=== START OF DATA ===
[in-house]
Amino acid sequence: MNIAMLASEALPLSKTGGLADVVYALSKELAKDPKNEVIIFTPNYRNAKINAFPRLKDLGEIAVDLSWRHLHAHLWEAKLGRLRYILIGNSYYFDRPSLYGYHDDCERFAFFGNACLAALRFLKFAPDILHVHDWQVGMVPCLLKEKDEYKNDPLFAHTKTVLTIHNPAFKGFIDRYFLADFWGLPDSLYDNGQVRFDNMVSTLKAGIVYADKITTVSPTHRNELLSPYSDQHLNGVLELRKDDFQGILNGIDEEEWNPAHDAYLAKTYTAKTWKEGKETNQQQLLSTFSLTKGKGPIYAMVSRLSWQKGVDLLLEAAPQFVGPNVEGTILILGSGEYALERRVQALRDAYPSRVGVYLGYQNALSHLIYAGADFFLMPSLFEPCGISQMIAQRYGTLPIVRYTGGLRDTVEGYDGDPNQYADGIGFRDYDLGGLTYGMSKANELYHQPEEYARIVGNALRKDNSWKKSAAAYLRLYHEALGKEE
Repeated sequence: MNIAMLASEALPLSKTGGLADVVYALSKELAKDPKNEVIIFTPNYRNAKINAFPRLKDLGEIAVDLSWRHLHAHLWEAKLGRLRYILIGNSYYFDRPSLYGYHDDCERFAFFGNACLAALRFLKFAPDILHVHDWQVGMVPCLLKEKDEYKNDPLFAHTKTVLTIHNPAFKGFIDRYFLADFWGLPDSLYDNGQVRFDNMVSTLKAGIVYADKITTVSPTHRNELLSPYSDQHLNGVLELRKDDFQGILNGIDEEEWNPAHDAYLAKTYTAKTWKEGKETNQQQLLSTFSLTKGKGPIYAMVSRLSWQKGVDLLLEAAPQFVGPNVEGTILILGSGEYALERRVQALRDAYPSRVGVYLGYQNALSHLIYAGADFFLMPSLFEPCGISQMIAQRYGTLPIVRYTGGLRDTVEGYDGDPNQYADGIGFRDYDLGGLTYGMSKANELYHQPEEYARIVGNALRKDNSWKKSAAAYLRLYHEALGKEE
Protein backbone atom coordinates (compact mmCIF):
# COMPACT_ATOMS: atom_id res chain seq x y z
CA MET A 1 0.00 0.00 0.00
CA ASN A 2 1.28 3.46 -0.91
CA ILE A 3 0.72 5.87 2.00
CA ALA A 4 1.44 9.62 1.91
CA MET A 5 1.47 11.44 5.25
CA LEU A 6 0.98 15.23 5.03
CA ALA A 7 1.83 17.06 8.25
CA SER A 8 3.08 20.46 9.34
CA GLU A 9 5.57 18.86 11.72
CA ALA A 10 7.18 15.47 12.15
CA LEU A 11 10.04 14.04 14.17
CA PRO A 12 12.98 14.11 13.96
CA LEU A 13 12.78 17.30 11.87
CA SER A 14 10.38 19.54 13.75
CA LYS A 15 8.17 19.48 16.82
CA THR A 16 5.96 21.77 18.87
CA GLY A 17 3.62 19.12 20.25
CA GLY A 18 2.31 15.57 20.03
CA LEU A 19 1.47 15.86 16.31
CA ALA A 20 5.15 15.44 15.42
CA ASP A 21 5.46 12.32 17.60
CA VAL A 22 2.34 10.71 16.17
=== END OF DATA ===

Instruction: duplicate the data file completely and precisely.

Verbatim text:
[in-house]
Amino acid sequence: MNIAMLASEALPLSKTGGLADVVYALSKELAKDPKNEVIIFTPNYRNAKINAFPRLKDLGEIAVDLSWRHLHAHLWEAKLGRLRYILIGNSYYFDRPSLYGYHDDCERFAFFGNACLAALRFLKFAPDILHVHDWQVGMVPCLLKEKDEYKNDPLFAHTKTVLTIHNPAFKGFIDRYFLADFWGLPDSLYDNGQVRFDNMVSTLKAGIVYADKITTVSPTHRNELLSPYSDQHLNGVLELRKDDFQGILNGIDEEEWNPAHDAYLAKTYTAKTWKEGKETNQQQLLSTFSLTKGKGPIYAMVSRLSWQKGVDLLLEAAPQFVGPNVEGTILILGSGEYALERRVQALRDAYPSRVGVYLGYQNALSHLIYAGADFFLMPSLFEPCGISQMIAQRYGTLPIVRYTGGLRDTVEGYDGDPNQYADGIGFRDYDLGGLTYGMSKANELYHQPEEYARIVGNALRKDNSWKKSAAAYLRLYHEALGKEE
Repeated sequence: MNIAMLASEALPLSKTGGLADVVYALSKELAKDPKNEVIIFTPNYRNAKINAFPRLKDLGEIAVDLSWRHLHAHLWEAKLGRLRYILIGNSYYFDRPSLYGYHDDCERFAFFGNACLAALRFLKFAPDILHVHDWQVGMVPCLLKEKDEYKNDPLFAHTKTVLTIHNPAFKGFIDRYFLADFWGLPDSLYDNGQVRFDNMVSTLKAGIVYADKITTVSPTHRNELLSPYSDQHLNGVLELRKDDFQGILNGIDEEEWNPAHDAYLAKTYTAKTWKEGKETNQQQLLSTFSLTKGKGPIYAMVSRLSWQKGVDLLLEAAPQFVGPNVEGTILILGSGEYALERRVQALRDAYPSRVGVYLGYQNALSHLIYAGADFFLMPSLFEPCGISQMIAQRYGTLPIVRYTGGLRDTVEGYDGDPNQYADGIGFRDYDLGGLTYGMSKANELYHQPEEYARIVGNALRKDNSWKKSAAAYLRLYHEALGKEE
Protein backbone atom coordinates (compact mmCIF):
# COMPACT_ATOMS: atom_id res chain seq x y z
CA MET A 1 0.00 0.00 0.00
CA ASN A 2 1.28 3.46 -0.91
CA ILE A 3 0.72 5.87 2.00
CA ALA A 4 1.44 9.62 1.91
CA MET A 5 1.47 11.44 5.25
CA LEU A 6 0.98 15.23 5.03
CA ALA A 7 1.83 17.06 8.25
CA SER A 8 3.08 20.46 9.34
CA GLU A 9 5.57 18.86 11.72
CA ALA A 10 7.18 15.47 12.15
CA LEU A 11 10.04 14.04 14.17
CA PRO A 12 12.98 14.11 13.96
CA LEU A 13 12.78 17.30 11.87
CA SER A 14 10.38 19.54 13.75
CA LYS A 15 8.17 19.48 16.82
CA THR A 16 5.96 21.77 18.87
CA GLY A 17 3.62 19.12 20.25
CA GLY A 18 2.31 15.57 20.03
CA LEU A 19 1.47 15.86 16.31
CA ALA A 20 5.15 15.44 15.42
CA ASP A 21 5.46 12.32 17.60
CA VAL A 22 2.34 10.71 16.17